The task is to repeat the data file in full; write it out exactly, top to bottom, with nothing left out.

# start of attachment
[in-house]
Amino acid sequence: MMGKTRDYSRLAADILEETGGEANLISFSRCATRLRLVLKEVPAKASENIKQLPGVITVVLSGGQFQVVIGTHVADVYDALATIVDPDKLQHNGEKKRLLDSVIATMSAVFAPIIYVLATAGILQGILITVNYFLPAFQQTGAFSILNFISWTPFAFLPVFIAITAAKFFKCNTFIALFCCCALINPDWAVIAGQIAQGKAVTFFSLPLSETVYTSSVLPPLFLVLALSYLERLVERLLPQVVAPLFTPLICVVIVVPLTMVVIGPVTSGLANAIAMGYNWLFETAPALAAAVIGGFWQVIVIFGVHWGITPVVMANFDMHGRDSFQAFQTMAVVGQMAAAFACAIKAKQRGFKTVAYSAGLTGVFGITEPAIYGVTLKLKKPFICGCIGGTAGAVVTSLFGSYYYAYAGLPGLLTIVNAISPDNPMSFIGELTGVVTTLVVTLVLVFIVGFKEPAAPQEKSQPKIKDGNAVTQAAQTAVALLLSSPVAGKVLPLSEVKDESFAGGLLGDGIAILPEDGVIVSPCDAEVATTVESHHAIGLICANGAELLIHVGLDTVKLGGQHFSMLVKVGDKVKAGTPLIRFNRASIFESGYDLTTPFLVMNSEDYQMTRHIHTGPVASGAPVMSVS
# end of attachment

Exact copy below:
[in-house]
Amino acid sequence: MMGKTRDYSRLAADILEETGGEANLISFSRCATRLRLVLKEVPAKASENIKQLPGVITVVLSGGQFQVVIGTHVADVYDALATIVDPDKLQHNGEKKRLLDSVIATMSAVFAPIIYVLATAGILQGILITVNYFLPAFQQTGAFSILNFISWTPFAFLPVFIAITAAKFFKCNTFIALFCCCALINPDWAVIAGQIAQGKAVTFFSLPLSETVYTSSVLPPLFLVLALSYLERLVERLLPQVVAPLFTPLICVVIVVPLTMVVIGPVTSGLANAIAMGYNWLFETAPALAAAVIGGFWQVIVIFGVHWGITPVVMANFDMHGRDSFQAFQTMAVVGQMAAAFACAIKAKQRGFKTVAYSAGLTGVFGITEPAIYGVTLKLKKPFICGCIGGTAGAVVTSLFGSYYYAYAGLPGLLTIVNAISPDNPMSFIGELTGVVTTLVVTLVLVFIVGFKEPAAPQEKSQPKIKDGNAVTQAAQTAVALLLSSPVAGKVLPLSEVKDESFAGGLLGDGIAILPEDGVIVSPCDAEVATTVESHHAIGLICANGAELLIHVGLDTVKLGGQHFSMLVKVGDKVKAGTPLIRFNRASIFESGYDLTTPFLVMNSEDYQMTRHIHTGPVASGAPVMSVS